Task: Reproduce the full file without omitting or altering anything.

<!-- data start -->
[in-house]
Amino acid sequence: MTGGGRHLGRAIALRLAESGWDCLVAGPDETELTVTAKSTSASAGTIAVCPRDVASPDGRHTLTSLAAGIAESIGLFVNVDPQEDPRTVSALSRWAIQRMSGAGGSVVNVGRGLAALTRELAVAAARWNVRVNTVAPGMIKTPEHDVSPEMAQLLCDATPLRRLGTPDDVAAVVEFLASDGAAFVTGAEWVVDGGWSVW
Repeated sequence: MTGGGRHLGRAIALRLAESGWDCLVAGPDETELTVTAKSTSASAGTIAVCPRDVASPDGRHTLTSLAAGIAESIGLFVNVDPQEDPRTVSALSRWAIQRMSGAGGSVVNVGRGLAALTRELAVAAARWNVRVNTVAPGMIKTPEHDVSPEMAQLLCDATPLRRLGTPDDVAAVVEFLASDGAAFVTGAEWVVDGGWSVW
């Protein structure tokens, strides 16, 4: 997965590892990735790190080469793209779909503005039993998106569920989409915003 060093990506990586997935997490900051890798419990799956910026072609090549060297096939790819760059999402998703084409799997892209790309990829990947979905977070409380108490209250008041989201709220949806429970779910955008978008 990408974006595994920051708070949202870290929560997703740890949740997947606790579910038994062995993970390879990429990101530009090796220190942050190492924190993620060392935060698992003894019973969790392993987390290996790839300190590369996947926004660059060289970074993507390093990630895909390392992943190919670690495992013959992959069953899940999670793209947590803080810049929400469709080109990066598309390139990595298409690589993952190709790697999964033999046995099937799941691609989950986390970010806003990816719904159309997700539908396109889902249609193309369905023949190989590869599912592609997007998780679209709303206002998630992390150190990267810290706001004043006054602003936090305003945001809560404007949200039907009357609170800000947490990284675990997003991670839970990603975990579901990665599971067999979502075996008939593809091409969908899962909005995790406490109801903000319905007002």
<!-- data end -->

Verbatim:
[in-house]
Amino acid sequence: MTGGGRHLGRAIALRLAESGWDCLVAGPDETELTVTAKSTSASAGTIAVCPRDVASPDGRHTLTSLAAGIAESIGLFVNVDPQEDPRTVSALSRWAIQRMSGAGGSVVNVGRGLAALTRELAVAAARWNVRVNTVAPGMIKTPEHDVSPEMAQLLCDATPLRRLGTPDDVAAVVEFLASDGAAFVTGAEWVVDGGWSVW
Repeated sequence: MTGGGRHLGRAIALRLAESGWDCLVAGPDETELTVTAKSTSASAGTIAVCPRDVASPDGRHTLTSLAAGIAESIGLFVNVDPQEDPRTVSALSRWAIQRMSGAGGSVVNVGRGLAALTRELAVAAARWNVRVNTVAPGMIKTPEHDVSPEMAQLLCDATPLRRLGTPDDVAAVVEFLASDGAAFVTGAEWVVDGGWSVW
């Protein structure tokens, strides 16, 4: 997965590892990735790190080469793209779909503005039993998106569920989409915003 060093990506990586997935997490900051890798419990799956910026072609090549060297096939790819760059999402998703084409799997892209790309990829990947979905977070409380108490209250008041989201709220949806429970779910955008978008 990408974006595994920051708070949202870290929560997703740890949740997947606790579910038994062995993970390879990429990101530009090796220190942050190492924190993620060392935060698992003894019973969790392993987390290996790839300190590369996947926004660059060289970074993507390093990630895909390392992943190919670690495992013959992959069953899940999670793209947590803080810049929400469709080109990066598309390139990595298409690589993952190709790697999964033999046995099937799941691609989950986390970010806003990816719904159309997700539908396109889902249609193309369905023949190989590869599912592609997007998780679209709303206002998630992390150190990267810290706001004043006054602003936090305003945001809560404007949200039907009357609170800000947490990284675990997003991670839970990603975990579901990665599971067999979502075996008939593809091409969908899962909005995790406490109801903000319905007002």